June 20, 2010

Some bad music videos, part II

At the last BQT, I posed this query:

As suggested by its lyrics, what year did Asia release the song “Heat of the Moment”?

Slight caveat to this: Asia frontman John Wetton claims that the number in the lyrics does not refer to the year, it refers to some kind of place, and the accuracy is a coincidence. Oh, those wacky British prog rockers!

I had this song on the brain because…well, I often have it on the brain, I think it's a brilliant piece of songwriting and performance (though some people do like to mock it). I always seem to enjoy shifting time signatures in rock & roll, and Asia was blessed with some sterling musicianship. And recently, I went back and watched the video:

I want to love this: that whole flipping-squares thing is kind of cool, in an elegantly low-tech way, and there's some intriguing imagery. Plus, compare it with most music videos at the time, and the whole production is pretty slick (not unlike Asia's debut album). But here's the problem (apart from guitarist Steve Howe being a strong contender for the next "World's Ugliest Musicians" video round): It's so literal. We start with a spinning globe stopping on Asia, of course. Soon after: "A look from you" (woman looks to the side) "and I would fall from grace" (her hands are joined in prayer) "and that would wipe the small right from my face" (a smile is almost literally wiped from a man's face). Then the chorus: "It was the heat" (the word "heat" is branded into wood) "of the moment" (clocks) "telling me what my heart meant" (EKG monitor). It goes on like this.

MTV changed everything, and part of the problem is that musicians, who were accustomed to being audio performers and not visual ones, had to adjust, quickly and sometimes awkwardly. Many of them flailed around for the best ideas they could find, and I imagine the guys in Asia didn't have the graphic sense to think beyond the most basic idea for how to visualize this song. Some blame should also rest with the directors, Kevin Godley and Lol Creme, former members of 10cc, who went on to make a lot of the best music videos of the 1980s; clearly, they were only just starting to figure it out here. The result is an somewhat embarrassingly primitive clip that cuts against the polished musicianship of the song itself.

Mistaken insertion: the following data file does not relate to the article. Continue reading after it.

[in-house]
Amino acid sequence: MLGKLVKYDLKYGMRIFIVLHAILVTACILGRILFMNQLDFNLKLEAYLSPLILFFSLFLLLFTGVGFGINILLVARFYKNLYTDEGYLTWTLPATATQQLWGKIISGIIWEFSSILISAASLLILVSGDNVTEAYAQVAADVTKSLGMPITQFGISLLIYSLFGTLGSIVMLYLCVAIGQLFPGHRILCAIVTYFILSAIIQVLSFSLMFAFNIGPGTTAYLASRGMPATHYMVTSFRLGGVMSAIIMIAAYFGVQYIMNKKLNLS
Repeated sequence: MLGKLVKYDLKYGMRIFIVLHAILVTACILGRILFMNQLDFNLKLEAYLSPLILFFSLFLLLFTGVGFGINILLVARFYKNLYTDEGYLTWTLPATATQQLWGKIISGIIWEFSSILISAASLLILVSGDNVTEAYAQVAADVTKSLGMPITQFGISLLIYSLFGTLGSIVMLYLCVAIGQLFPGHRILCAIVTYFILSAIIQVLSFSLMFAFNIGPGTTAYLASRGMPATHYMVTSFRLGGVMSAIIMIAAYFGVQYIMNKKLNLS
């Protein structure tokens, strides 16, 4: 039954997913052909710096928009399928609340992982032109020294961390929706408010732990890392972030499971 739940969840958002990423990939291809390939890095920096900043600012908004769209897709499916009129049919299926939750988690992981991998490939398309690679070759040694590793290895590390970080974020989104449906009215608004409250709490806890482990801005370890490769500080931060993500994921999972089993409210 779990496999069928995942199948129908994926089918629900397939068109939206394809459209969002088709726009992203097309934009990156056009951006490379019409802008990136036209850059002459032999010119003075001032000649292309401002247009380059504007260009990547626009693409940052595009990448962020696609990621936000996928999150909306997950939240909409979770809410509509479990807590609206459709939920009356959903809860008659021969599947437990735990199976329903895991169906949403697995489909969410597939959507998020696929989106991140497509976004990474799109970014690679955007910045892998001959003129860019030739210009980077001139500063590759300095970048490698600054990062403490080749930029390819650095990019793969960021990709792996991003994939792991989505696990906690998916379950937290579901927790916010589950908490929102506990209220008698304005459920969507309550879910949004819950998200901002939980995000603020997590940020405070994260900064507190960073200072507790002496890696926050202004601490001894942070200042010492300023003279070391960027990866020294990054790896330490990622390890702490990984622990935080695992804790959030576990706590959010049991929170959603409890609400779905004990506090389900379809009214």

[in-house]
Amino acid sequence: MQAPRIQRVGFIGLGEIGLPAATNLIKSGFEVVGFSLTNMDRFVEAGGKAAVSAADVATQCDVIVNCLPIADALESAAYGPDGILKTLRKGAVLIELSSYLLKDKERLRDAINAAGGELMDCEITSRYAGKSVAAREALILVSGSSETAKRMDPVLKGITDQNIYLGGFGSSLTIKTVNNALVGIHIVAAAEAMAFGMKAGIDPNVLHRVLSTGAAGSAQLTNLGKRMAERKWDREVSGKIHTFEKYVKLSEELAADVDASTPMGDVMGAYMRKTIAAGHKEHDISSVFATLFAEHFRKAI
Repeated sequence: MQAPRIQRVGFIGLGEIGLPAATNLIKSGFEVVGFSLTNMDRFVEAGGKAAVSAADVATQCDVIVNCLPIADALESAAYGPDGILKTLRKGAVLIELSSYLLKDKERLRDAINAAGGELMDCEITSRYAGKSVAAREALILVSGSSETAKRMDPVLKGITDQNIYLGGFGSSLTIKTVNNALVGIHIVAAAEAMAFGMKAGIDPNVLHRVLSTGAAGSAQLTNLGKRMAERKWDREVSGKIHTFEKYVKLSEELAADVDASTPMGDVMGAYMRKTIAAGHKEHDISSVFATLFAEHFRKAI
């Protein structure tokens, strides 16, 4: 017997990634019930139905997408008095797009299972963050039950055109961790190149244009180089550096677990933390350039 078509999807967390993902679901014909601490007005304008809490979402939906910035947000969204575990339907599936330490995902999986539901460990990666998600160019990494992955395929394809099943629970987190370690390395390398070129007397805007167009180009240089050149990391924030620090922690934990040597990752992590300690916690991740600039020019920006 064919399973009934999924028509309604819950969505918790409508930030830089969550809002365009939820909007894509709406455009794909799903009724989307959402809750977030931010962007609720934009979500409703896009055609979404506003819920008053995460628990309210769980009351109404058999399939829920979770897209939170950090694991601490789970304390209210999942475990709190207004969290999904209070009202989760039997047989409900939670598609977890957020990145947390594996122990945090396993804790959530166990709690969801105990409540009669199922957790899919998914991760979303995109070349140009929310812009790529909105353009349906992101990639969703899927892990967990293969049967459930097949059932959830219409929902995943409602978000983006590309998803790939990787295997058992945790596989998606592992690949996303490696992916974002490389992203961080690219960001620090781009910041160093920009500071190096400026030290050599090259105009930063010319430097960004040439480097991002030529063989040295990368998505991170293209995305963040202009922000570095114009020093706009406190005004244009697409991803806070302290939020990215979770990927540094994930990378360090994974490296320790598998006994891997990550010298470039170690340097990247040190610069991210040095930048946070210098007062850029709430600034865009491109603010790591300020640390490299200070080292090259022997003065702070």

Another thing you see a lot in early music videos was a palpable discomfort on the part of the musicians themselves. I remember being nine years old, in school, and the teacher, for some reason, had a video camera and filmed a few minutes of fourth grade in action. We all had watched TV till our eyes had melted, but I bet most of us had never seen an actual video camera before, certainly hadn't been filmed. We were smiling nervously, laughing like idiots. We just didn't know how to act in front of a camera.

That effect is on display on a lot of early videos. Here's an artifact: One of the first videos to be shown on MTV, "Hold on to the Night," by Baltimore generic-rockers Bootcamp.

First, this is just a dreadful song (no, Mr. Perm, you cannot sing, and when I heard the line "Sometimes lonely but never along," I just knew the rhyme would be "danger zone"). But there is just no imagination in the video, and the band members are making complete asses of themselves goofing around like self-conscious nine-year-olds. I picture the director saying, "Okay, fellas, we've blocked off the street, sent all the hookers home: Here are your unplugged instruments, the camera's on: Do something!" They don't even give the drummer his kit, and the keytar guy puts it in his jacket when he's done playing it. I'd say it's good that at least they look like they're having fun, but I don't think they are—they look incredibly uncomfortable to me.

Enough crappy videos for now. I still plan to get back to my "Greatest Hits" blog series at some point, and I want to write up the recent, long-awaited DVD release of The T.A.M.I. Show. Better music is coming.


the kevin scurry blog said...

The best thing about Kevin Godley and Lol Creme's "Cry" was that it featured uberproducer Trevor Horn as the last cry-face.

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